PEARL HARBOR (NNS) -- A Sailor who survived the attack on Pearl Harbor was committed to the sea Oct. 4 during a ceremony held at the USS Utah Memorial on Ford Island in Naval Station (NAVSTA) Pearl Harbor.
In accordance with his wishes, the family of Chief Shipfitter Gordon E. Cook honored his memory by scattering his ashes into the harbor next to the sunken ship where 54 crew members lost their lives Dec. 7, 1941.
“Thanks to Gordon’s loving wife of 45 years, his daughters and other family members, we will now honor him as he so richly deserves,” said retired Master Chief Yeoman Jim Taylor, burial at sea coordinator for the Pearl Harbor Survivors Association.
In attendance were Cook’s wife Carole, daughter Lauri Bookter, daughter Kathy and her husband Cmdr. Lance Fewel, Naval Reserve Officer Corps; grandson Connor Fewel and granddaughter Ashtyn Fewel.
“He was a wonderful, caring husband. He was very sweet, everybody that knew him really liked him and he’ll be very missed for a long time,” said Carole Cook.
“I’m awe-struck with how wonderful the ceremony was and having the opportunity to come out here and honor his service and sacrifice makes me very proud,” said Cmdr. Fewel.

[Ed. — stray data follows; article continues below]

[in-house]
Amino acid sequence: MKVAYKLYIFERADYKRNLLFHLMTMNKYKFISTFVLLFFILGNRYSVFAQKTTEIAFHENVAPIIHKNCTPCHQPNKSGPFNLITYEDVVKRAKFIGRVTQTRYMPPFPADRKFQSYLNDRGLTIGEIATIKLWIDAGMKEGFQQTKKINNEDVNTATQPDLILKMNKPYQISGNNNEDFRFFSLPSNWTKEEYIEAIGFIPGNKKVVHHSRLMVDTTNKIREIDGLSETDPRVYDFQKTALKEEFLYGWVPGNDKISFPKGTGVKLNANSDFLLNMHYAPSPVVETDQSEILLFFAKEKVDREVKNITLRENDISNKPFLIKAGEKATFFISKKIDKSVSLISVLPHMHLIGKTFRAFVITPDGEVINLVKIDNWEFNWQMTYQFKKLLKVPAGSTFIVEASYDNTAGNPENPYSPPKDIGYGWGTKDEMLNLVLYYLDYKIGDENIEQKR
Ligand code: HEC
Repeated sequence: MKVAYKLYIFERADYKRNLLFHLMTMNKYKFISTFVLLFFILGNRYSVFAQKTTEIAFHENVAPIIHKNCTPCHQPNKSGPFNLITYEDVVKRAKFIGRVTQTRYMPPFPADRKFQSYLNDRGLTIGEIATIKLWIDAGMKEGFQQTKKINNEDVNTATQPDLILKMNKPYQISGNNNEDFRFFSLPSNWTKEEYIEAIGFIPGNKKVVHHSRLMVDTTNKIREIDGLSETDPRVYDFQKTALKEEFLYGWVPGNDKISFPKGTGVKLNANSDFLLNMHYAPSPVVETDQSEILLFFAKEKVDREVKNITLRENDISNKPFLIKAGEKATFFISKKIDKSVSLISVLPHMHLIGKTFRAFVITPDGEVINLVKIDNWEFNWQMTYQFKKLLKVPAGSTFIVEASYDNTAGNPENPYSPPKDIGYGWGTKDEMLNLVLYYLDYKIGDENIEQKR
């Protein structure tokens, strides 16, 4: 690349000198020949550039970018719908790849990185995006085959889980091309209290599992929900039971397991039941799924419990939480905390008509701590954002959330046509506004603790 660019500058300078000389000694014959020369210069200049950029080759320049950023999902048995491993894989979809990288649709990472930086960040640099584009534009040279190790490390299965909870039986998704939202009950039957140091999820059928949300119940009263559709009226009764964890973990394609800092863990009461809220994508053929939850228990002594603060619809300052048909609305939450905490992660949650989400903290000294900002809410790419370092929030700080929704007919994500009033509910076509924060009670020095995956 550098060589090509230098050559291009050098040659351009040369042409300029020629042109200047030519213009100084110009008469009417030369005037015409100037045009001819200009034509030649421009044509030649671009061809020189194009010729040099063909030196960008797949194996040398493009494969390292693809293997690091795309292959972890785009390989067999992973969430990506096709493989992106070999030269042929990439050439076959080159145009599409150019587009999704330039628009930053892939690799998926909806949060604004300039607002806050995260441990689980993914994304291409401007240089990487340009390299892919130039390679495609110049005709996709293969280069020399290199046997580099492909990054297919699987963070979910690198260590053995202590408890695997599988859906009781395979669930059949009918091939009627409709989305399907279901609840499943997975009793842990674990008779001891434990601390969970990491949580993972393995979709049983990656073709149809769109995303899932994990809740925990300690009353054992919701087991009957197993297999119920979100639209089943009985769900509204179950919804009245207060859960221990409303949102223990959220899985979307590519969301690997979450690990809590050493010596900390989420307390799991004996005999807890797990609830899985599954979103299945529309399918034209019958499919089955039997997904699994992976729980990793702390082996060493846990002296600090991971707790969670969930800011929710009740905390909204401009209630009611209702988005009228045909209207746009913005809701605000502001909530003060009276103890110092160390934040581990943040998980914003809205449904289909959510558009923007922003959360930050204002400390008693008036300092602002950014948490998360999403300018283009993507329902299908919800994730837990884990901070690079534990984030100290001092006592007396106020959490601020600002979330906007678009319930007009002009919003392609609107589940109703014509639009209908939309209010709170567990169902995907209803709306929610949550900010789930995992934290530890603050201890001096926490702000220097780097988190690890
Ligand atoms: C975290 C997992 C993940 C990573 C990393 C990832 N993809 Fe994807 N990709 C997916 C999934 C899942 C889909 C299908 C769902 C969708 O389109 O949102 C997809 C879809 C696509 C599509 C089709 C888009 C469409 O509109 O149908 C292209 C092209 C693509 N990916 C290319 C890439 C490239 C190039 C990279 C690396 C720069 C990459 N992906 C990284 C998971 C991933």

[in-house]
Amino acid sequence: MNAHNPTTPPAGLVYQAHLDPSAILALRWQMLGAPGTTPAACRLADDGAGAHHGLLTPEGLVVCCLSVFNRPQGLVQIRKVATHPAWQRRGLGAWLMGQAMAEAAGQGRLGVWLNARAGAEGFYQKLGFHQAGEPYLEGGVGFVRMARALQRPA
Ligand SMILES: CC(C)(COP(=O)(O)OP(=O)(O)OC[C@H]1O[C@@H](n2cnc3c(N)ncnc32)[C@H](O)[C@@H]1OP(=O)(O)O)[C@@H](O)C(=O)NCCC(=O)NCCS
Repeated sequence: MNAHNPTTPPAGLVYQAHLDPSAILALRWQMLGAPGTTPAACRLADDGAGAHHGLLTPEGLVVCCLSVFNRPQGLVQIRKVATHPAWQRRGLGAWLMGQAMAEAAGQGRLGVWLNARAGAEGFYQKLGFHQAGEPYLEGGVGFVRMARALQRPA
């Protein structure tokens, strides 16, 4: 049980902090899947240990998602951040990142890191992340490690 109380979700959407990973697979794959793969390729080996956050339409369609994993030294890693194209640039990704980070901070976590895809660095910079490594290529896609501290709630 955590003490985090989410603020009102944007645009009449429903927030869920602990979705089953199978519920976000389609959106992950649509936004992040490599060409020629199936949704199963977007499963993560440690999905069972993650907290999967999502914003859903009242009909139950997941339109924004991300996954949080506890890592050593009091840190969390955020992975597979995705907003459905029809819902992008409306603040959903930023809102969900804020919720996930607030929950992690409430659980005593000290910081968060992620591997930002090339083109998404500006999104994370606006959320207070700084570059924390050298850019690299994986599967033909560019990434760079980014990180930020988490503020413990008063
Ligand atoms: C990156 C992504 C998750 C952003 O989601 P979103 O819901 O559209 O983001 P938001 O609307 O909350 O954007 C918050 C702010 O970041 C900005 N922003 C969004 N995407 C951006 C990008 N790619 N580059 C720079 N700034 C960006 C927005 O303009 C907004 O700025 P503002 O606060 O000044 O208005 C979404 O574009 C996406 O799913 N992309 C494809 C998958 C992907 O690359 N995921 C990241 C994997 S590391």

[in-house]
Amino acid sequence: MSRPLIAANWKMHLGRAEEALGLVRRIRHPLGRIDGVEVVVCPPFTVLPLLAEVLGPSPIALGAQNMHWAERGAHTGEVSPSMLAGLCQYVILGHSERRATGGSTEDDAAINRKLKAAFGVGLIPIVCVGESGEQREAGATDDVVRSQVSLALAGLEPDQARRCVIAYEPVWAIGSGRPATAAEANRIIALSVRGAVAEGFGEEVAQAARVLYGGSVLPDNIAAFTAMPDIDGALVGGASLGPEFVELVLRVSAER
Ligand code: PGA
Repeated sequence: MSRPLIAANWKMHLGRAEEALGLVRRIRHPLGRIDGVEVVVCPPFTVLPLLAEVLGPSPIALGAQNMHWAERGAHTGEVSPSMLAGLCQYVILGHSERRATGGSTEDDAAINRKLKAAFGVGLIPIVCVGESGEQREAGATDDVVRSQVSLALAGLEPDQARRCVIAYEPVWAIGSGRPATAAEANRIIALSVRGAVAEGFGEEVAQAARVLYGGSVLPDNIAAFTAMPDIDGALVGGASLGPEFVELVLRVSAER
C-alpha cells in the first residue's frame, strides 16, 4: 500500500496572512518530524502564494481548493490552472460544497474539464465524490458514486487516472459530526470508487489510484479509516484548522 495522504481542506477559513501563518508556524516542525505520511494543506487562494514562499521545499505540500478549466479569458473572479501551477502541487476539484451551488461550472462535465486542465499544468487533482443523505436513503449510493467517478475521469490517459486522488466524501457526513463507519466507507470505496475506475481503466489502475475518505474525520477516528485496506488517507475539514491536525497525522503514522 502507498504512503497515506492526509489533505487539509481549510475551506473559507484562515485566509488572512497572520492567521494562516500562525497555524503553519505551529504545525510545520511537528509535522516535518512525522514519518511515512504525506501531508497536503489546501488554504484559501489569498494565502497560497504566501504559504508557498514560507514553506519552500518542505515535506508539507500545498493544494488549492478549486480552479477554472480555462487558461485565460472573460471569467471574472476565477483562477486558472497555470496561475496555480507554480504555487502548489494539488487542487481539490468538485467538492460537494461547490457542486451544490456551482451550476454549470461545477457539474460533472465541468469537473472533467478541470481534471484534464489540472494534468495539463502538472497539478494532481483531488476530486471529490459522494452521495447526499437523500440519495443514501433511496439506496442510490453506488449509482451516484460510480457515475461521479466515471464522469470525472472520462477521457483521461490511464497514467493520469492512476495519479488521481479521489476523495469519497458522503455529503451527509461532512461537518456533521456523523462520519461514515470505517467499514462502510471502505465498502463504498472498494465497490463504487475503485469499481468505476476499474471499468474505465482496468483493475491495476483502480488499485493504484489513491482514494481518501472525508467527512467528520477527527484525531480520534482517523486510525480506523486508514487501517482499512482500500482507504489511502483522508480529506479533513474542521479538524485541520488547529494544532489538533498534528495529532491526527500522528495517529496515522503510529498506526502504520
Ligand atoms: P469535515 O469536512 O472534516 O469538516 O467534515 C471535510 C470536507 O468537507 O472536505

As his ashes drifted by USS Utah, the NAVSTA Pearl Harbor Ceremonial Guard rendered a 21-gun salute followed by the playing of Taps by the Pacific Fleet Band.
Master-at-Arms 2nd Class Illianna Thomas, a volunteer honor guard member, presented Cook’s wife with his flag.
Cook was serving aboard destroyer tender USS Whitney (AD-4) when Japanese planes when explosions were heard at approximately 8:00 a.m., Dec. 7, 1941.
He watched from the fantail of the ship as the day’s horrific events unfolded from the bombing of Ford Island and Battleship Row, including the massive explosion caused by a single bomb that penetrated the deck of USS Arizona and ignited the ship’s forward ammunition hold.
Cook participated in the salvage operations that followed and later in his career he participated in the battle of Guadalcanal.
Cook enlisted in the Navy February 1940 and was honorably discharged June 1946. He passed away July 3.
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